'The biggest lesson from Pisa's results is that something must be done about teacher recruitment and retention'
Unless the English education system puts a greater focus on teachers, we can't expect to take the next big leap forward, says a headteachers' leader.
What does today's Programme for International Student Assessment (Pisa) report tell us? As far as England is concerned, not much has changed since 2006. The average scores in science, maths and reading have remained stable.
Our 15-year-olds continue to perform above the international average in science, remain average in maths and are above average in reading.
Given that there has been a tidal wave of education reform in the intervening decade, people are entitled to ask why this has not propelled us up the rankings.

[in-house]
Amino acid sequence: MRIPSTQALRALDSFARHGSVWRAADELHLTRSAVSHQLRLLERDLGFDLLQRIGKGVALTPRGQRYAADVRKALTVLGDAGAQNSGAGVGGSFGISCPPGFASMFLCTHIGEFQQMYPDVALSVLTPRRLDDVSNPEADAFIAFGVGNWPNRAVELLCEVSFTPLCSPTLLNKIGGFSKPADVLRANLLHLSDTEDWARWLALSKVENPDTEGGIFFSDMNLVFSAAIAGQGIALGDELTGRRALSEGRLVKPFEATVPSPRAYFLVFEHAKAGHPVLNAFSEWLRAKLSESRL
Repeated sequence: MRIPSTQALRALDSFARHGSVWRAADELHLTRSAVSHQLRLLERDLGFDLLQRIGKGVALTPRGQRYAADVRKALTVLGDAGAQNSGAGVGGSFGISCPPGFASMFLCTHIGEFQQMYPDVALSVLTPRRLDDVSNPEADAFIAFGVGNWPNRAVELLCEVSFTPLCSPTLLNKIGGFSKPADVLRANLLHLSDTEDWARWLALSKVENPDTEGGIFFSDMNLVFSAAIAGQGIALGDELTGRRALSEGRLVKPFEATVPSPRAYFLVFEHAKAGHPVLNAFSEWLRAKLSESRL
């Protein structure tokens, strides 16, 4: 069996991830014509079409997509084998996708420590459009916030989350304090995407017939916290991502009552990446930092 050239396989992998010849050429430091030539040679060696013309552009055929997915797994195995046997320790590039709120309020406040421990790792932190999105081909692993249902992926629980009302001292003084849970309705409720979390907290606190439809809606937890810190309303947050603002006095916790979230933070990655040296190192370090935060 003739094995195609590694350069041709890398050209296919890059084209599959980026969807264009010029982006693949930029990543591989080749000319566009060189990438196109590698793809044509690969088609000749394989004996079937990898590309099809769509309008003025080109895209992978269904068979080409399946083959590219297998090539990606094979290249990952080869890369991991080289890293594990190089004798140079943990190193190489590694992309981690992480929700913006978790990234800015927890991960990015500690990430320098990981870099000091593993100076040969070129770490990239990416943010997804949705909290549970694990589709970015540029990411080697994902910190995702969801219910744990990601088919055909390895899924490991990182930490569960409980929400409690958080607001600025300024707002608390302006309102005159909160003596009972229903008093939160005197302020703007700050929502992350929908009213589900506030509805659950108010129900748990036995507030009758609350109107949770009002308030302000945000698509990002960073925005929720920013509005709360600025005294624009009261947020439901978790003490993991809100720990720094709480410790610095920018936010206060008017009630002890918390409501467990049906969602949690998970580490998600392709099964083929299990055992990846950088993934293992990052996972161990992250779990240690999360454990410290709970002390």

We have seen ever more stringent accountability measures, the wholesale restructuring of the school system, and significant changes to the curriculum and qualifications.
So what does Pisa 2015 tell us about the success or otherwise of these changes? Has it been worth all the blood, sweat and tears? And are we heading in the right direction?
It has, at least, not had a negative impact. That is not an entirely flippant observation. The huge turbulence caused by these waves of education reforms could easily have had a negative impact, as schools struggled to cope with constant change and disruption.